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September 16, 2008

Ethics Ethos

Would you feel guilty if your company paid you very well, yet dealt with customers and business partners under-handedly? When your rent is due, and you'd like to take a vacation to some place more exotic than the local strip mall, it can be hard to find your ethical streak. When the economy plummets, I have a feeling business ethics risks going with it. With your employer's and your own finances in a race to see which can go South fastest, caring whether your company's business dealings are both profitable as well as moral isn't easy.

With this potential time of desperation upon us, what are you doing to reinforce to employees that corporate values and "social responsibility" aren't just for when you feel like you have enough to be generous, but for even those times when you could use a little generosity yourself?  If I were in the shoes of a trainer responsible for delivering a corporate ethics program, I would try to team up with those in management crafting messages about pushing harder to meet financial goals. Maybe if you talk to them about it, they wouldn't mind sliding in a few sentences about employees maintaining the business ethics they agreed to when hired--even when they're working like a dog to get the company out of the dog house.  Actually, you might point out that, aside from it being the right thing to do and part of what they already agreed to do anyway, shady business practices further endanger an already ailing company from a legal and PR perspective.

Maybe the online branching-style simulations you use for ethics training could be updated or accompanied by added classroom material to illustrate the moral challenges employees may face if the economy turns as bad as it looks like it might. Either online or off (whichever you can afford, I guess), have employees compete against each other in teams with a hypothetical desperate business scenario as the challenge each group has to work through to reach profitability. Unlike other such games solely focused on which team can work most efficiently to make the most money, this game would tie ethics into the equation, punishing the groups that cheat or otherwise violate company ethics standards to make themselves more competitive. And to make it a real test, make it very easy and tempting for the groups to bend rules to suit their need to stay afloat.

Of course, being in such potentially (or are we already there?) desperate times, this exercise can't take too long or else the higher-ups risk getting annoyed about risk management/ethics education you'd like to provide. Which brings me to another point--it could be useful to remind workers about the interaction between risk management and ethics, and that they aren't necessarily synonymous. Just because a business practice is legal, and will make the company money, doesn't mean it's the way your company likes to treat business partner and customers.  From a self-serving perspective, a lot that's legal and profitable, might not be the best idea from a PR point of view. If your customers are outraged, it doesn't help to whine that what you did was legal.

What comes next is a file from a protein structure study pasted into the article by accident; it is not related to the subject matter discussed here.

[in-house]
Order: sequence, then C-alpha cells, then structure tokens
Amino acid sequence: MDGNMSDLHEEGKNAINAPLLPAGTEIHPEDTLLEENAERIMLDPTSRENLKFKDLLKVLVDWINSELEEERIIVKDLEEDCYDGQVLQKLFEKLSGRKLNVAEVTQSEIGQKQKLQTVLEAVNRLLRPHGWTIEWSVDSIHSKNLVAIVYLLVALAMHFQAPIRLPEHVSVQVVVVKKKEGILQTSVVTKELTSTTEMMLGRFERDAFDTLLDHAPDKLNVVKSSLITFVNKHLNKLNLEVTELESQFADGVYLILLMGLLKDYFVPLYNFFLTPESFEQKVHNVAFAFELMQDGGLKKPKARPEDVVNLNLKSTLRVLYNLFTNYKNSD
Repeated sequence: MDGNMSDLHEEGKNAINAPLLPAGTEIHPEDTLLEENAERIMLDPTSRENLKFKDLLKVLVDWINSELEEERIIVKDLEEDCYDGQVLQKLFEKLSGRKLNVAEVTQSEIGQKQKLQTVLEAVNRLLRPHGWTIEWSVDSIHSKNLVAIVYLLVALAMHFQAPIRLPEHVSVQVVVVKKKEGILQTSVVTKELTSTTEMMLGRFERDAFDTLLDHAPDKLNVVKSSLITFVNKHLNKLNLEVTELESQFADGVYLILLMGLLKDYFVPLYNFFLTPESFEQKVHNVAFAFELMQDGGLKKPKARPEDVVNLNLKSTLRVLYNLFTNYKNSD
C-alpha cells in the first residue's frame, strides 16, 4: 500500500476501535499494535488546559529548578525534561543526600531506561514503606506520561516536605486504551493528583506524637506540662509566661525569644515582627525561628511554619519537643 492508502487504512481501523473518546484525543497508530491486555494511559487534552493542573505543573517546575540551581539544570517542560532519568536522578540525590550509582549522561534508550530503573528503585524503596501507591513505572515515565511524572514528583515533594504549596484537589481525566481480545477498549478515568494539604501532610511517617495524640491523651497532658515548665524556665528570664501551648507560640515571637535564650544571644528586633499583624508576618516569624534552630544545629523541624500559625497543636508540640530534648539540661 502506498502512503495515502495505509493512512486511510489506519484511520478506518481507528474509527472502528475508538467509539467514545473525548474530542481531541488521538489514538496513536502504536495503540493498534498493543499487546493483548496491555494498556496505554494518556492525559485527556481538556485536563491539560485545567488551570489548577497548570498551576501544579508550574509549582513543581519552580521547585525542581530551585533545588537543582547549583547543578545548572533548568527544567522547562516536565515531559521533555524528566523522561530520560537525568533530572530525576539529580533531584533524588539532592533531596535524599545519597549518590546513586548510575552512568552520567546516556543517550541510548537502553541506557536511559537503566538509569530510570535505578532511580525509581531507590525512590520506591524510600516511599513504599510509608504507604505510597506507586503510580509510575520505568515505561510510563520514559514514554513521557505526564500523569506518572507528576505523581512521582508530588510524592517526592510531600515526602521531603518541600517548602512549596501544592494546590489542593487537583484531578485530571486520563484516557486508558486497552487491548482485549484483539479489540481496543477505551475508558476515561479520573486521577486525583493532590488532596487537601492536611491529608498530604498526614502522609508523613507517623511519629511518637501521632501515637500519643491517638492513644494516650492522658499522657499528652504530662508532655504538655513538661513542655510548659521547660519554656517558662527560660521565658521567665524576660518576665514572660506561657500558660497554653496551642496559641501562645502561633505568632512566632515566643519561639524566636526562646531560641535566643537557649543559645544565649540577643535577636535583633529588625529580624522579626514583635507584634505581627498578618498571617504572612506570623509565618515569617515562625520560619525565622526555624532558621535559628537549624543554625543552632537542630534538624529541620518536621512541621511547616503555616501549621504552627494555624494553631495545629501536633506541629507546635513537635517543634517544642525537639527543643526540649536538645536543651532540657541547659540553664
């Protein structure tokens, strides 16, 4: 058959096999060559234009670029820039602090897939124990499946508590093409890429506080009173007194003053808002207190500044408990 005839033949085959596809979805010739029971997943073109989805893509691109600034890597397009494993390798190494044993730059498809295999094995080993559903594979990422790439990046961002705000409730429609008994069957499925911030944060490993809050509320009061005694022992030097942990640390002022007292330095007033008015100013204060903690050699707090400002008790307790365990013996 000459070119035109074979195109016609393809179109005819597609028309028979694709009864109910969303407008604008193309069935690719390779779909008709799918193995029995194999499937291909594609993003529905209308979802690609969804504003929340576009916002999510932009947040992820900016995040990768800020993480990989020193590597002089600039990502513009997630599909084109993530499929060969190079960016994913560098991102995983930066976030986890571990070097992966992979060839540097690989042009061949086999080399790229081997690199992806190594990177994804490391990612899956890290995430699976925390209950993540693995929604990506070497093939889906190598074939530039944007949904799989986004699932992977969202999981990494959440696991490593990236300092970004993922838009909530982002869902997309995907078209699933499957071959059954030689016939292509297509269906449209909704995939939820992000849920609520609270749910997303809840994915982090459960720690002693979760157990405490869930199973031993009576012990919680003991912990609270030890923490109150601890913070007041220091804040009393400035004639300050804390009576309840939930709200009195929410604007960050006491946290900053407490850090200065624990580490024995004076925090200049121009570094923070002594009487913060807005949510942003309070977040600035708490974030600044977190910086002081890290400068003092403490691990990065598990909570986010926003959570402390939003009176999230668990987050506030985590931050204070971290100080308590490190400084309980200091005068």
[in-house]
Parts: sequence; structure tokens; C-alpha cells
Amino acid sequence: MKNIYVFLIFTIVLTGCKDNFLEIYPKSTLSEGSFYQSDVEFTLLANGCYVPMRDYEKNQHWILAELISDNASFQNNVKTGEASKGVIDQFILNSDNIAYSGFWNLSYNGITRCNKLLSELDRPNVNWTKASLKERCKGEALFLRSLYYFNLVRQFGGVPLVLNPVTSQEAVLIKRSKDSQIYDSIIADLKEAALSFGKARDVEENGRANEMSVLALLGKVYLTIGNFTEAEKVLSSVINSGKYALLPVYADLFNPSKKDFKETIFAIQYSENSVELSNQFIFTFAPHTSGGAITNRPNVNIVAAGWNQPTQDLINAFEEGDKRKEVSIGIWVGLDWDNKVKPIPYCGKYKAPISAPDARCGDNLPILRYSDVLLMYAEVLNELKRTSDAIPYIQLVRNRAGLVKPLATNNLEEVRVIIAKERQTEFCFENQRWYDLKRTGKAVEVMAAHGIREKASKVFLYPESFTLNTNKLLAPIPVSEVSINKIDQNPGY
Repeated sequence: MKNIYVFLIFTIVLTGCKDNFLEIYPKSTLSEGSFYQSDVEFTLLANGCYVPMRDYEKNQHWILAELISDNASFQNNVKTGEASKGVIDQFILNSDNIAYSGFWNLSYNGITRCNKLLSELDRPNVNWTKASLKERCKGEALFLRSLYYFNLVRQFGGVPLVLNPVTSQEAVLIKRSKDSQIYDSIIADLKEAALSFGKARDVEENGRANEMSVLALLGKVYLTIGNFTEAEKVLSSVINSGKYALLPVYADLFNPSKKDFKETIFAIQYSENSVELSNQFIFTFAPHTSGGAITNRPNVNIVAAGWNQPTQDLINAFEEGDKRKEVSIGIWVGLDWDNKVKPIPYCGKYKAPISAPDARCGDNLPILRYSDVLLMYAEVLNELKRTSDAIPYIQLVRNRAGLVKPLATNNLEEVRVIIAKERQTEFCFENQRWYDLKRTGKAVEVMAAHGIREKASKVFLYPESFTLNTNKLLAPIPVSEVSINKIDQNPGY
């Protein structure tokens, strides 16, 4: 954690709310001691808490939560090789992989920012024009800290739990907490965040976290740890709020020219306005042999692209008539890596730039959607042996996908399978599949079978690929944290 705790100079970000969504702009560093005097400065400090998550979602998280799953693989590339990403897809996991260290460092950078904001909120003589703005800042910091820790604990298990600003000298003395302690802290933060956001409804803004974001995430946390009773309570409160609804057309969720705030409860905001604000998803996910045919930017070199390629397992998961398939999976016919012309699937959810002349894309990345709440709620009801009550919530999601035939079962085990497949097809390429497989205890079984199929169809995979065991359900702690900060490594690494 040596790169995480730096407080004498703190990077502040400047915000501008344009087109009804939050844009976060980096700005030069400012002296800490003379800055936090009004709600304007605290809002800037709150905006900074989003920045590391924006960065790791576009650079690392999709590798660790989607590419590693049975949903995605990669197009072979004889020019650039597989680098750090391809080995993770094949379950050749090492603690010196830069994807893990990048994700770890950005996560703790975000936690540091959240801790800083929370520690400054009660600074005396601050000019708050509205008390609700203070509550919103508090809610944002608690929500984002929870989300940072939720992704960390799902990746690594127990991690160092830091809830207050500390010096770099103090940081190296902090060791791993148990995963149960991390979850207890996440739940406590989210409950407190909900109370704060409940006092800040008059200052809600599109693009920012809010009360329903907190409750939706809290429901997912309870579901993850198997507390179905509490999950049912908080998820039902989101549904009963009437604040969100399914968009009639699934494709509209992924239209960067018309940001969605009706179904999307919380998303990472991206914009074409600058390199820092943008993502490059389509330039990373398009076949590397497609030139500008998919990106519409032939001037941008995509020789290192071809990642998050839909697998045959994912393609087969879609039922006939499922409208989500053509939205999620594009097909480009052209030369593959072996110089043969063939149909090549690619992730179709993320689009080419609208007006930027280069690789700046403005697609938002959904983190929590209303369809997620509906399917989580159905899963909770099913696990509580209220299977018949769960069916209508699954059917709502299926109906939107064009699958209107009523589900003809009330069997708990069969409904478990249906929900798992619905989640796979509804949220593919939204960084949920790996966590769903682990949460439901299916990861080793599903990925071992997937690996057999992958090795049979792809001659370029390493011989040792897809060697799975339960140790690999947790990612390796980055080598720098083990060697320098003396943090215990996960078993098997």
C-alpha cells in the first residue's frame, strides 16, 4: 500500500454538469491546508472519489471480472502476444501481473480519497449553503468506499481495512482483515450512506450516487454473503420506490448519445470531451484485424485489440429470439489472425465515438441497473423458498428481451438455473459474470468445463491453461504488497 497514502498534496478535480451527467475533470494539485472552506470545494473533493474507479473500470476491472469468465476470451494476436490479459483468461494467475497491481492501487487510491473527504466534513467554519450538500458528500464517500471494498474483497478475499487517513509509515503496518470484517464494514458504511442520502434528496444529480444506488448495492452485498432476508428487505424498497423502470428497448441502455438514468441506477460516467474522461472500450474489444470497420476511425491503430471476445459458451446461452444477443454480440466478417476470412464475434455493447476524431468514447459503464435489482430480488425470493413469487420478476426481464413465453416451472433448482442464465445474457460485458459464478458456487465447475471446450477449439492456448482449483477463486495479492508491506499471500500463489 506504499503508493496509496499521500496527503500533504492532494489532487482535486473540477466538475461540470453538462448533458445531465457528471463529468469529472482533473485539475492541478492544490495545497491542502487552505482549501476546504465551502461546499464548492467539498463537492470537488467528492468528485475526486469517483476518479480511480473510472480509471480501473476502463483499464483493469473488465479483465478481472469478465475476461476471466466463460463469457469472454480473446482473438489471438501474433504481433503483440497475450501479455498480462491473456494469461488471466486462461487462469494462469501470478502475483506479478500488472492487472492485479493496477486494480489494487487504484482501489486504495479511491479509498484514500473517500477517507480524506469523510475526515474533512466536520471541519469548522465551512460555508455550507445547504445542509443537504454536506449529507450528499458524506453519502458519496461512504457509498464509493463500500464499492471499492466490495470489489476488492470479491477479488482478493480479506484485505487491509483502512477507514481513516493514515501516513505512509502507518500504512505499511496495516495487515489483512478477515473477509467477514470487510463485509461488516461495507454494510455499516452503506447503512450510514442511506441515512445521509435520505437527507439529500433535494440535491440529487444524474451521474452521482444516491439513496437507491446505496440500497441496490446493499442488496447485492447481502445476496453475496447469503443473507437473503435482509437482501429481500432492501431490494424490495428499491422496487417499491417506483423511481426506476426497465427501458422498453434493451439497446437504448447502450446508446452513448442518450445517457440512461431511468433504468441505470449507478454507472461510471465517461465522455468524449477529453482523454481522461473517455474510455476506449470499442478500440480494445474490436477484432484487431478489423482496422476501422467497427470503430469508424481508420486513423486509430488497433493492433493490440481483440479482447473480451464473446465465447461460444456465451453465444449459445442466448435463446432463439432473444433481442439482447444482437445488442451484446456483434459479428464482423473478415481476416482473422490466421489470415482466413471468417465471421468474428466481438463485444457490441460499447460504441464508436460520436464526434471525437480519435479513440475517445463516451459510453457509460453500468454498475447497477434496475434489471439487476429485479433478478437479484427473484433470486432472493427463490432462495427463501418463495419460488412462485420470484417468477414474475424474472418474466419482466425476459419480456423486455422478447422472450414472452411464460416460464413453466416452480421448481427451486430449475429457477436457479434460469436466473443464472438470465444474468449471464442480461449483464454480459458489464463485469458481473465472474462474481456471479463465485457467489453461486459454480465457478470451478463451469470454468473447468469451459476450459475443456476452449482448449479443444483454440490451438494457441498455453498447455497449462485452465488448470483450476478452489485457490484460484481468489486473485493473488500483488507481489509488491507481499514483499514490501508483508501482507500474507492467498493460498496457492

Then, after you've harped on what's legal and illegal, and what's ethical and unethical, you, unfortunately, also will have to add a few words about the importance of maintaining quality of products and services during the desperation--something today's airlines hopefully are worrying about.

So, you have your work cut out for you. You have to train and encourage your workforce to win, but not by using any and all tools they can find. Desperation in business can make you feel like a caveman who's just discovered how to use his hands to make tools. It's exciting when you think of a new way to make money, but unlike an eager caveman, you have regulatory agencies, reciprocal business partnerships to maintain, and, oh yeah, those pesky customers, too.

Have you stepped up or changed your corporate ethics program now that potentially hard times are here?  Do you think your employees will stay true to your company values no matter how tough business gets?


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It is unfortunate that there may be some cases where tough economic times tempt some businesses, managers or employees to adopt less scrupulous behavior.

Particularly vulnerable are sales and marketing practices and practices relating to product quality and safety.

In tougher times, 'shortcuts' may prove tempting in such these areas.

Corporate donations are also likely to undergo a significant degree of curtailment and corporations will be increasingly reluctant to enter into any new social projects or initiatives, particularly those for which the business case is not strong.

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